•In 1997, the Chicago Tribune published a blurb from Obama about books he was reading. Obama said he was reading Ayers' A Kind and Just Parent: The Children of Juvenile Court.

•From 1999-2002, both men were on the board of the Woods Fund, a Chicago foundation that makes grants to arts and civic groups. Obama left the board in 2002; Ayers remains on it.

Laura Washington, chairwoman of the Woods Fund board, says suggestions of close ties are "an attempt to demonize Bill as a way of damaging Barack Obama."

•Ayers gave $200 to Obama's 2001 state Senate campaign.

No regrets or apologies?

Ayers did not respond to interview requests. Federal charges for crossing state lines to incite riots and conspiracy were dropped because of prosecutorial misconduct. He was in hiding for years after three Weathermen died in 1970 when bombs they were making exploded.

In a New York Times story published by coincidence on Sept. 11, 2001, about his memoirs, Fugitive Days, he said, "I don't regret setting bombs. … I feel we didn't do enough." After that comment was raised in the April debate, Ayers posted his 2001 reply to the New York Times story on his blog. "I said I had a thousand regrets, but no regrets for opposing the war with every ounce of my strength," he wrote.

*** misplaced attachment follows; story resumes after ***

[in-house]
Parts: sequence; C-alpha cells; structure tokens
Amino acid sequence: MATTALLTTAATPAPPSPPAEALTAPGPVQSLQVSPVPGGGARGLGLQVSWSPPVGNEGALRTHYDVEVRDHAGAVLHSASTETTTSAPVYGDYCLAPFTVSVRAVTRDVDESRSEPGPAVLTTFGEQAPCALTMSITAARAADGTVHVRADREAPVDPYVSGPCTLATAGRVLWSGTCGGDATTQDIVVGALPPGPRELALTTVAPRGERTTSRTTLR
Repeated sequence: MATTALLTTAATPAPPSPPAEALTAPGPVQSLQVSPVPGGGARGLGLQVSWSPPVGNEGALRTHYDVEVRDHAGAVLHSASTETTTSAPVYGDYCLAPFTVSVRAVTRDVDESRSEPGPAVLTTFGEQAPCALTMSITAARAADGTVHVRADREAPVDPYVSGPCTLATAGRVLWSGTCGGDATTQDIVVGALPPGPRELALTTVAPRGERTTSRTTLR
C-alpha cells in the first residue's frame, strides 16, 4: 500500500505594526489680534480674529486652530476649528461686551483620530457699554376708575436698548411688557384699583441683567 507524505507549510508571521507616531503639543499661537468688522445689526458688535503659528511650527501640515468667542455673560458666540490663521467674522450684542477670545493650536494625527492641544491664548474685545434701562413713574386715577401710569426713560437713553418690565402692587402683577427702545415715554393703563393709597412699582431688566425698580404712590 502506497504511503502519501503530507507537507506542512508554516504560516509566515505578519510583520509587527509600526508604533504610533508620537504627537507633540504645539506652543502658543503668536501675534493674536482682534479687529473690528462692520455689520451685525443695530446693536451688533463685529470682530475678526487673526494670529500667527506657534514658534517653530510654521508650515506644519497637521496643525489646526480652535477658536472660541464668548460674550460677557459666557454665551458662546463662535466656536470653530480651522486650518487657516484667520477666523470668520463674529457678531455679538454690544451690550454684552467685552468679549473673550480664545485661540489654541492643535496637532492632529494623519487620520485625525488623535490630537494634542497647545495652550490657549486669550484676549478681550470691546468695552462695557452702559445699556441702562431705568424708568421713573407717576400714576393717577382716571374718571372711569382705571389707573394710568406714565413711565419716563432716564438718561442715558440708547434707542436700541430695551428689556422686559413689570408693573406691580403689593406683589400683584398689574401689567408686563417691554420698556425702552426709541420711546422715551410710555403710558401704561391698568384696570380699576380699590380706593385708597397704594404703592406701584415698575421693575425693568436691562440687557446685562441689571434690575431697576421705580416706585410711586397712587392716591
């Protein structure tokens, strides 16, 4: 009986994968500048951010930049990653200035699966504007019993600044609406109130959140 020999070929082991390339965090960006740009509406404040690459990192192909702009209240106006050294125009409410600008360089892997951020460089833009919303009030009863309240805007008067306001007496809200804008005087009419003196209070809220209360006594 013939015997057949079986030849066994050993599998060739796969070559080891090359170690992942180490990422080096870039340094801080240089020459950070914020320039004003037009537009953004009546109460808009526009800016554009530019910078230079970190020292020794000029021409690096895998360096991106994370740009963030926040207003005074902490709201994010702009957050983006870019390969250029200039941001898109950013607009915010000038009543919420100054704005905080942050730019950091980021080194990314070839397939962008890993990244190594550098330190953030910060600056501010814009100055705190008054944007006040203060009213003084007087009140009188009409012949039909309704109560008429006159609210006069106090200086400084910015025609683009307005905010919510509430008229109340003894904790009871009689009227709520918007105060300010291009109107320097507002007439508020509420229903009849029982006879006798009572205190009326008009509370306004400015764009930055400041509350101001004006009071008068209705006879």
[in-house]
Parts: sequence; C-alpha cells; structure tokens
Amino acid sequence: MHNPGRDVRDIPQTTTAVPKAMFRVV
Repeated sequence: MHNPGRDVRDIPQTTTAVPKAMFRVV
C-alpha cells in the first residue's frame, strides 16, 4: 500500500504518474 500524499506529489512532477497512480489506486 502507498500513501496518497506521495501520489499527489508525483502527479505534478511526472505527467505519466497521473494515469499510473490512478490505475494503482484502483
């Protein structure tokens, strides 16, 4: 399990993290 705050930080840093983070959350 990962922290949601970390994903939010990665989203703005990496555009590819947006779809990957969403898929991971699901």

In March, Ayers wrote on his blog about demands that he apologize for his past: "In some part, apologizing is rejecting."

Ayers is married to Bernardine Dohrn, who was once on the FBI's 10 Most Wanted List for inciting a riot and conspiracy. She is an associate law professor at Northwestern University.

Tom Hayden, an anti-war activist who met Ayers in the 1960s and later was elected to the California Legislature, says Ayers' past should be forgiven.

"I have met and like John McCain, but he bombed, and presumably killed, many people in a war I opposed," Hayden says. "If I can set all that aside, I would hope that Americans will accept" that Ayers has changed, too.

McCain asked after April's debate how Obama can "countenance someone who was engaged in bombings." In May, McCain said his campaign "is not going to be about" Ayers nor other Obama associates.

Cass Sunstein, a University of Chicago law professor who knows both men, is "very disturbed by (Ayers') past and by his refusal to disavow what he did." Still, he says, "I think the implications of this for Obama are zero."